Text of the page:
Once a Jew, Always a Jew?

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Worldwide, the number of people who call themselves Jews is about 14 million.

They may all call themselves Jews, but what they mean by that name varies widely. These self-described Jews range from the most Orthodox, who have submitted themselves entirely to the imagined dictates of an imaginary god, to those who practice various forms of Judaism that are so watered down that they scarcely qualify as a religion, to those who observe no part of Judaism at all other than the celebration of a festival that they may call Hanukkah but that is in reality merely a Judaized version of Christmas.

In this short book, I focus on the United States, which until recently had the largest Jewish population in the world—just under six million self-identified Jews. Although it was recently surpassed by Israel, America arguably still has the most politically, socially, and theologically influential Jewish population in the world.

According to a survey conducted in 2013 by the respected Pew Research Center, of those almost six million American Jews, 22% "describe themselves as atheist, agnostic or having no particular religion[.]" In the case of the youngest adult American Jews, the so-called Millennial generation, "32% describe themselves as having no religion and identify as Jewish on the basis of ancestry, ethnicity or culture."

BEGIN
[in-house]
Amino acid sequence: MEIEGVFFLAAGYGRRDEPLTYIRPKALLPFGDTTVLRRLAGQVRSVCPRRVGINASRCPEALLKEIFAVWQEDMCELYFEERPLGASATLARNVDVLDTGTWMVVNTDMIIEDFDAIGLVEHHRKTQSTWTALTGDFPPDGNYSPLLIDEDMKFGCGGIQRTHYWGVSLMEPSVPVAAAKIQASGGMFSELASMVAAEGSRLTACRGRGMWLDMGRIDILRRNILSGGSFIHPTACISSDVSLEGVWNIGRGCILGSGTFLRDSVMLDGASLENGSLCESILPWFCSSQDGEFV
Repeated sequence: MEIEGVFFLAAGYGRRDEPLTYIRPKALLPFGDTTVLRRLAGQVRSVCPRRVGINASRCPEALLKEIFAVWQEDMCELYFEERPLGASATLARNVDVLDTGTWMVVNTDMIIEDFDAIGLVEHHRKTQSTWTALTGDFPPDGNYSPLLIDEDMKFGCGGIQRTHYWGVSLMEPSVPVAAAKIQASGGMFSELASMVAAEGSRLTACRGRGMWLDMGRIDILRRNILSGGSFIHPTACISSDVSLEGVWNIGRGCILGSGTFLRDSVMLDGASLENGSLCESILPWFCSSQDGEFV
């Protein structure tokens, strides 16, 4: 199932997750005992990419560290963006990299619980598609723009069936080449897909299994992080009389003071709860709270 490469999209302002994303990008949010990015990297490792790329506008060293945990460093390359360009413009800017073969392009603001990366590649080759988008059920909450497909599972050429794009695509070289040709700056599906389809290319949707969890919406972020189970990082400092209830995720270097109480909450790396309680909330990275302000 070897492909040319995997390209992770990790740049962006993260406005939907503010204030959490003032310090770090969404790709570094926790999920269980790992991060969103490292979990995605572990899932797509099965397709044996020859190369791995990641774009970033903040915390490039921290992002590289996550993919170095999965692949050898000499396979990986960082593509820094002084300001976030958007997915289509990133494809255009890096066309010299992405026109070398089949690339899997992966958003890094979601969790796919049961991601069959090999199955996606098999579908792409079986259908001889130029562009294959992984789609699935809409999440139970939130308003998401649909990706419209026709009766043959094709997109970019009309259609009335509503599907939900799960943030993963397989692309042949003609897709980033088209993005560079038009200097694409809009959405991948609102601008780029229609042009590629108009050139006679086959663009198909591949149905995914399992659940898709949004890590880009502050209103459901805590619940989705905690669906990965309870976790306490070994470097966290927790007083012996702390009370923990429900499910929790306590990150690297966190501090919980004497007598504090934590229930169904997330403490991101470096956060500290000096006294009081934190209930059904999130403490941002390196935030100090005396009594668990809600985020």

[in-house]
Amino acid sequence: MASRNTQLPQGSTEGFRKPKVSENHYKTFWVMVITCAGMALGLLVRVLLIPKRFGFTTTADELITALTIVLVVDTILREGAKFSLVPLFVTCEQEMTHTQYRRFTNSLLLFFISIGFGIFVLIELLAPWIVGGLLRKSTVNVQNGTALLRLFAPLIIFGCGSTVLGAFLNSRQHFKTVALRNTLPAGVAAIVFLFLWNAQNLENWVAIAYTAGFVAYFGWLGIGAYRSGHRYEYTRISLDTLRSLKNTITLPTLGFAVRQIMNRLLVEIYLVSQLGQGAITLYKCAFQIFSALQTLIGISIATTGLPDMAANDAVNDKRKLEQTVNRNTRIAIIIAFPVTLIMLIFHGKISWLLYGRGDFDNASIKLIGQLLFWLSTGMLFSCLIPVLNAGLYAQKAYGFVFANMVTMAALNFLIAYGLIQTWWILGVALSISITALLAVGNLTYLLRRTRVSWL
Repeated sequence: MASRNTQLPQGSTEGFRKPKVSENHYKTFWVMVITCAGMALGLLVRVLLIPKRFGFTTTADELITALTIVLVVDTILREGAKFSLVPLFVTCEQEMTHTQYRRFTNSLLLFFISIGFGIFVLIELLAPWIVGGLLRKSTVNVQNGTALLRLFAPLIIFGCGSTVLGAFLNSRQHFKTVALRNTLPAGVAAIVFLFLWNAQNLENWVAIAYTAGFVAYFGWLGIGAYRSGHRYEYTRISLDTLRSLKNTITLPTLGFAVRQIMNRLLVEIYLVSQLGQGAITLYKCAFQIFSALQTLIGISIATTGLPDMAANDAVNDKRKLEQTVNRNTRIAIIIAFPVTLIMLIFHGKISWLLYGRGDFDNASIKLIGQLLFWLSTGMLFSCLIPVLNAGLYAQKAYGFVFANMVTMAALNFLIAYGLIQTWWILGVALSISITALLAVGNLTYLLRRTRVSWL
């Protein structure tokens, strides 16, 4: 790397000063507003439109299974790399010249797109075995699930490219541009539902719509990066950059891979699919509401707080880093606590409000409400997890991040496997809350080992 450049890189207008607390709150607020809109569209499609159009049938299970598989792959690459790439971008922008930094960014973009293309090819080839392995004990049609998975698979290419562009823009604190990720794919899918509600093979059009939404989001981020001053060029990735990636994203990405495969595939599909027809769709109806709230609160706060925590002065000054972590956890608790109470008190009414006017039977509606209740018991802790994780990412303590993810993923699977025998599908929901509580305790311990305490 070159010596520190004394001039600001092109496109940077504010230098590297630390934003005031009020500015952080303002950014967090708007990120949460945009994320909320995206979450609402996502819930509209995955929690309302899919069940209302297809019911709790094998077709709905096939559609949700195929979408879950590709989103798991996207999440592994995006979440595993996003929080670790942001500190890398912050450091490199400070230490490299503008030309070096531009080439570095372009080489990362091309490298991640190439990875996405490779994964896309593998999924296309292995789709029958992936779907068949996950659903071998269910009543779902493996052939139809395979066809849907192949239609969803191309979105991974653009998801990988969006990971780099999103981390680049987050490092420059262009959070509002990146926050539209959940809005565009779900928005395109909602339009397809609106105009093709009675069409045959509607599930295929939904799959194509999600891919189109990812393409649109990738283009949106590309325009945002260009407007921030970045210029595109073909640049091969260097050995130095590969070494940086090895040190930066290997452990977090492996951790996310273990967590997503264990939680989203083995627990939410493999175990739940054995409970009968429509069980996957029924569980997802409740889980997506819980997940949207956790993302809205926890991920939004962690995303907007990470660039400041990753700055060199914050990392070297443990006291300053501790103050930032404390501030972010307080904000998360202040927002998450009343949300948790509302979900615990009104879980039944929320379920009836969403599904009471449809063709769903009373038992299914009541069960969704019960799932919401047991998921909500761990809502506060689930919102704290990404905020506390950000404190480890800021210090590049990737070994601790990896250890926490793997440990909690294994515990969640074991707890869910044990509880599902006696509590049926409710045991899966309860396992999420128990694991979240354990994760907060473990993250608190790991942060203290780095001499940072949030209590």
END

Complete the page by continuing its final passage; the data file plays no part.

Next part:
This large group of Jews, which is a growing percentage of American Jewry, as the above Millennial number shows, is commonly referred to "secular Jews," although some of them prefer the label "atheist Jews." These are the people I want to discuss in this book.

I contend that they are not Jews in any meaningful sense of the word. They may wish to call themselves Jews for a number of emotional reasons, but I call upon them to be intellectually honest and accept that they have ceased to be Jews. They are ex-Jews.

The contrary argument is based on the idea encapsulated in the phrase "once a Jew, always a Jew."

For the anti-Semite, this phrase is used as a slur. It refers to negative character traits supposedly possessed by all Jews.

To Jews who think that there can be such a thing as a secular Jew, the phrase refers to some innate quality, entirely apart from religion, that distinguishes Jews from their non-Jewish neighbors.

What is that innate quality? That's the crux of the issue. Let's go hunting for it.